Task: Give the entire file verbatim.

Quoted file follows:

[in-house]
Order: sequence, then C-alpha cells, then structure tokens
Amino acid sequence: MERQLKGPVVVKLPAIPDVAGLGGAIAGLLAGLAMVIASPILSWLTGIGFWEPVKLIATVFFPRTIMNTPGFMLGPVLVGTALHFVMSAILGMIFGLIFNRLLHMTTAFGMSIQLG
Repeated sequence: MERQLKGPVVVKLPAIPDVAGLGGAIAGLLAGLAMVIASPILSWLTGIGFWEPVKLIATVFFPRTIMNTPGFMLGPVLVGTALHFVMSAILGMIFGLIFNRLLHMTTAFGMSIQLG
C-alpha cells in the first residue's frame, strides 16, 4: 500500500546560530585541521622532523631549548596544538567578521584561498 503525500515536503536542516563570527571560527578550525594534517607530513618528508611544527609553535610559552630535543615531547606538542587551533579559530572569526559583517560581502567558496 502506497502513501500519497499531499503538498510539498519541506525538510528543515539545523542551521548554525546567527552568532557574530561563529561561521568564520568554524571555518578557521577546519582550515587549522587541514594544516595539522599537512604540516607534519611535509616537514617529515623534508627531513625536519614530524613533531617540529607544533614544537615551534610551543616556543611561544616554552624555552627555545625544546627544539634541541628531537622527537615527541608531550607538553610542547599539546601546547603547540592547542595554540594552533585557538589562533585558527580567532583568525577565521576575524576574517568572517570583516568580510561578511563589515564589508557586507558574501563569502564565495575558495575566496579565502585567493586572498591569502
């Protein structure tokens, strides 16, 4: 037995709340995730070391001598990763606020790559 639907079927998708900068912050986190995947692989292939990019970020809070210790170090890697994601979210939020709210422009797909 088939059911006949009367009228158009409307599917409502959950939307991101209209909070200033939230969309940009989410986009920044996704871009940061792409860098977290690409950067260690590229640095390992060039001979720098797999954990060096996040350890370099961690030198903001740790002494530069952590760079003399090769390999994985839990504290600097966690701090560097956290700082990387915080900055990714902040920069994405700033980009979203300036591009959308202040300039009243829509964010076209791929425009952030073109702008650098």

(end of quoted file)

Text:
[in-house]
Order: sequence, then C-alpha cells, then structure tokens
Amino acid sequence: MERQLKGPVVVKLPAIPDVAGLGGAIAGLLAGLAMVIASPILSWLTGIGFWEPVKLIATVFFPRTIMNTPGFMLGPVLVGTALHFVMSAILGMIFGLIFNRLLHMTTAFGMSIQLG
Repeated sequence: MERQLKGPVVVKLPAIPDVAGLGGAIAGLLAGLAMVIASPILSWLTGIGFWEPVKLIATVFFPRTIMNTPGFMLGPVLVGTALHFVMSAILGMIFGLIFNRLLHMTTAFGMSIQLG
C-alpha cells in the first residue's frame, strides 16, 4: 500500500546560530585541521622532523631549548596544538567578521584561498 503525500515536503536542516563570527571560527578550525594534517607530513618528508611544527609553535610559552630535543615531547606538542587551533579559530572569526559583517560581502567558496 502506497502513501500519497499531499503538498510539498519541506525538510528543515539545523542551521548554525546567527552568532557574530561563529561561521568564520568554524571555518578557521577546519582550515587549522587541514594544516595539522599537512604540516607534519611535509616537514617529515623534508627531513625536519614530524613533531617540529607544533614544537615551534610551543616556543611561544616554552624555552627555545625544546627544539634541541628531537622527537615527541608531550607538553610542547599539546601546547603547540592547542595554540594552533585557538589562533585558527580567532583568525577565521576575524576574517568572517570583516568580510561578511563589515564589508557586507558574501563569502564565495575558495575566496579565502585567493586572498591569502
């Protein structure tokens, strides 16, 4: 037995709340995730070391001598990763606020790559 639907079927998708900068912050986190995947692989292939990019970020809070210790170090890697994601979210939020709210422009797909 088939059911006949009367009228158009409307599917409502959950939307991101209209909070200033939230969309940009989410986009920044996704871009940061792409860098977290690409950067260690590229640095390992060039001979720098797999954990060096996040350890370099961690030198903001740790002494530069952590760079003399090769390999994985839990504290600097966690701090560097956290700082990387915080900055990714902040920069994405700033980009979203300036591009959308202040300039009243829509964010076209791929425009952030073109702008650098």